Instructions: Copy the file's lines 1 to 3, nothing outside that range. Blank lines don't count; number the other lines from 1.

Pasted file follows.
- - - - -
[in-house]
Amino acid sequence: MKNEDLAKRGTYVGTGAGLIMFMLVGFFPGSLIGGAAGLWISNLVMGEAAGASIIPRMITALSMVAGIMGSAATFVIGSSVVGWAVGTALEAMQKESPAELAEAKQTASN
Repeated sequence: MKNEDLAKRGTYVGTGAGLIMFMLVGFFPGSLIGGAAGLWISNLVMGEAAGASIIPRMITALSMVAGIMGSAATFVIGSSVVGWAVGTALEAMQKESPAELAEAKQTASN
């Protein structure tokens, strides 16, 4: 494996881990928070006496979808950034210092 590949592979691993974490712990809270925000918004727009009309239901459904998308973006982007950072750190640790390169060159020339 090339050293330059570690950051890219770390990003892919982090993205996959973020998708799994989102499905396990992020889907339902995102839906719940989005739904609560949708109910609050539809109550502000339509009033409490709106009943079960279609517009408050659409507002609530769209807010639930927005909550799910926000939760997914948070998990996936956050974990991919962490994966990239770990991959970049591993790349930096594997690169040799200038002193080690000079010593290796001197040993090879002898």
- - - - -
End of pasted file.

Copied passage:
[in-house]
Amino acid sequence: MKNEDLAKRGTYVGTGAGLIMFMLVGFFPGSLIGGAAGLWISNLVMGEAAGASIIPRMITALSMVAGIMGSAATFVIGSSVVGWAVGTALEAMQKESPAELAEAKQTASN
Repeated sequence: MKNEDLAKRGTYVGTGAGLIMFMLVGFFPGSLIGGAAGLWISNLVMGEAAGASIIPRMITALSMVAGIMGSAATFVIGSSVVGWAVGTALEAMQKESPAELAEAKQTASN